Johnny's Gamble

Driver Simpson took a big chance with the ailing Torpid when the stake was a harness racing classic: the Little Brown Jug
September 29, 1957

In a corner of the large clubroom one evening last week, a chubby little old man sat on a high stool in the slot of a semicircular table and took on all comers at blackjack. His short, fat fingers caressed the cards with the quiet affection of long familiarity; he also never lost, which is probably why he follows the harness racing circuit. In other corners there were table-stakes stud and rummy and take-your-pick. The clink of silver dollars made it all seem like Las Vegas instead of Delaware, Ohio.

But you knew it was Delaware, traditional home of the Little Brown Jug pacing classic, when the auctioneer finally called the crowded room to order and began selling pools on this year's $73,528 Jug, to be raced the next afternoon. The card games were forgotten.

A horse-race auction pool is pretty much like a golf Calcutta: the highest bidder "buys" each horse and gets all the money in the pool if he wins, less the auctioneer's 10% commission. This auctioneer quickly discovered he would have to work hard for his 10%. Nobody would bid on a single horse other than a bay colt named Torpid. The only pool tickets he could sell were on the whole rest of the field of 15 horses and on Torpid himself. As fast as he found someone brave enough to bet on the field, there was Torpid money to cover it. He made up 17 pools and quit.

The reason for all this was simple. In two years of racing, Torpid had gone to the post 37 times and won 34 times. He had set all manner of speed records and never been extended. But what few people knew was that the animal laboring through sleep in his stall at the Jug track that night was hardly the real Torpid. He was laboring under the effects of a cold that filled his head with phlegm and his throat was raw. He was sore and tight all over, both from the cold and from the wet night just a week ago at Hazel Park in Detroit when, in calf-deep mud and water, he had lost one of his few races—to Adios Express. It's been a long time since the astute Johnny Simpson, Torpid's trainer and driver, had to say of one of his horses what he said that night: "I honestly don't know what to expect. He's a strong horse and he could be all right tomorrow. But he could also be as dull as dishwater. If he were right, I'd go my race in two minutes flat and leave the rest of the field dizzy." The field against Torpid was a darn good bet that evening. A bet on Joe O'Brien's Adios Express or Del Miller's Meadow Lands was reasonable.

But early the next morning Torpid's cold broke. In a few hours his head had drained, and he was breathing pretty easily. The only question now was: How weak had the cold left him? No one could answer it, not even Simpson.

Horses don't talk, but Torpid did answer the question when Johnny took him out in the first heat of the Little Brown Jug before 39,000 people. Simpson rushed to the top as he always does with Torpid and won going away after appearing to hang for an instant at the top of the stretch. The time: 2:00 4/5, a brilliant mile even for Delaware's speedy track.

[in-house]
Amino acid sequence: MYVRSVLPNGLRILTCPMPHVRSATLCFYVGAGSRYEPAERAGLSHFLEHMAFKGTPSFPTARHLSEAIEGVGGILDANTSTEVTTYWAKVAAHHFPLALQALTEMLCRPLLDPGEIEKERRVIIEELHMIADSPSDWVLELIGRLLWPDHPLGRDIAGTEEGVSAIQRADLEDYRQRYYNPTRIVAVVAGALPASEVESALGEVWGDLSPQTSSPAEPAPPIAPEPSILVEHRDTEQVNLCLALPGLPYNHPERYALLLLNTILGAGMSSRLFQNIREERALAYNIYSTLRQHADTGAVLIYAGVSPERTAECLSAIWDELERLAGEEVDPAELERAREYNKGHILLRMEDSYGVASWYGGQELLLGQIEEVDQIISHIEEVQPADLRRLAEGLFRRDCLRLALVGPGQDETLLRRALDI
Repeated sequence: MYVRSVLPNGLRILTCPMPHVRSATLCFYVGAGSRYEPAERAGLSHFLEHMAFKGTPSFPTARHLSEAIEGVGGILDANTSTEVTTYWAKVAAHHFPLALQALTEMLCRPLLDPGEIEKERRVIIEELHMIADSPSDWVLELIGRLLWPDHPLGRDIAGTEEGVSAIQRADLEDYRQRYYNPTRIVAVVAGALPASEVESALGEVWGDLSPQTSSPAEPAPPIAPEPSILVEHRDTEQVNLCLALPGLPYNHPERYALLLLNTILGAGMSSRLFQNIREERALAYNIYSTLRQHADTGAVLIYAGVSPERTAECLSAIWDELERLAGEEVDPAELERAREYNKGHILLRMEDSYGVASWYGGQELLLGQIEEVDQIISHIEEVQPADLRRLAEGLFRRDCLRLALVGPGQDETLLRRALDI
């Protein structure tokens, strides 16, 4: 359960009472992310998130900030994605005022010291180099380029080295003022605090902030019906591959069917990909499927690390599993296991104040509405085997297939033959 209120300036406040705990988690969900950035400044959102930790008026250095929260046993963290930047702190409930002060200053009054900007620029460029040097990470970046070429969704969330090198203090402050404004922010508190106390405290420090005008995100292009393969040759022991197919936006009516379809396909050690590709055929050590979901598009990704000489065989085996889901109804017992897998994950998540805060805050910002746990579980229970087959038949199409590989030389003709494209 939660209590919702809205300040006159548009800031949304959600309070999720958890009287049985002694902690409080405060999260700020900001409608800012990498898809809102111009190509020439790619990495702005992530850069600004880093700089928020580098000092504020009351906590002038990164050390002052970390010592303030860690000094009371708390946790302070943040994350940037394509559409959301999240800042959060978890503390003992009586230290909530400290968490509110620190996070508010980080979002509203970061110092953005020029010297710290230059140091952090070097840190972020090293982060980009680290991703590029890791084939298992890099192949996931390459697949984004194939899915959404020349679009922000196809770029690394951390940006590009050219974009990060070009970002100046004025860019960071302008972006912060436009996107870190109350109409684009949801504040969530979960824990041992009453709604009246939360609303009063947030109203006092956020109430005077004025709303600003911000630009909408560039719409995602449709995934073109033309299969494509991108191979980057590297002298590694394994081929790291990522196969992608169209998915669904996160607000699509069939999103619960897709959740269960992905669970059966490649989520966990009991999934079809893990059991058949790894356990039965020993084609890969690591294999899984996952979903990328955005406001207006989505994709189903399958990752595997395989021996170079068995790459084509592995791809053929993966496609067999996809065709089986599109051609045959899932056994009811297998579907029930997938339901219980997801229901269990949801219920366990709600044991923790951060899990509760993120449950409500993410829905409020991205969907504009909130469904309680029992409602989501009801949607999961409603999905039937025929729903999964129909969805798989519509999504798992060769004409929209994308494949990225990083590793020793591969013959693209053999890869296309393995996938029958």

After the showdown was set, when Miller and Meadow Lands won their heat, a near cloudburst turned the track to molasses. The top five finishers in the first two heats were to come back for the payoff mile—and they had to wait two hours for the track to be scraped and sanded into respectability. During that time, Simpson played the percentages by replacing Torpid's front shoes and using "frost" nails that stuck out about a quarter of an inch, for better traction. Joe O'Brien was the only other driver to do this. Simpson kept on playing percentage when he came out to warm up before the race, studying every inch of the track carefully, marking in his mind where the footing was good, where it was still doubtful. Then he crossed up everybody at the track by driving a different kind of race from any he had ever gone with Torpid. He held back, in fourth and fifth place, for a full three-quarters of a mile. As he explained it later: "I figured I had two horses to beat—Adios Express and Meadow Lands. So long as they stayed behind me I was O.K. Those horses up front could fight it out until they got tired." Picking the precise moment when they did tire—the three-quarter pole—he went four wide over the solid footing he had noted earlier. Torpid took off like an ICBM and the race was over. He won by two lengths. It will be another year, at least, before even Simpson knows just how fast Torpid can pace. When he meets the top class Free-For-All pacers in 1958, he will likely have to go all out to win. Then we will all know.

Simpson became the first man ever to win the Jug two years in a row, and only the second to win the Jug and the Hambletonian in the same year (SI, Sept. 9). The next morning he flew to New York for another day's routine work at Roosevelt Raceway.

Back in Delaware, the chubby little old gambler was packing his bags for the next stop on the circuit: Lexington, Kentucky.

PHOTOTWO CHAMPIONS: TORPID AND SIMPSON

HOLE YARDS PAR R1 R2 R3 R4
OUT
HOLE YARDS PAR R1 R2 R3 R4
IN
Eagle (-2)
Birdie (-1)
Bogey (+1)
Double Bogey (+2)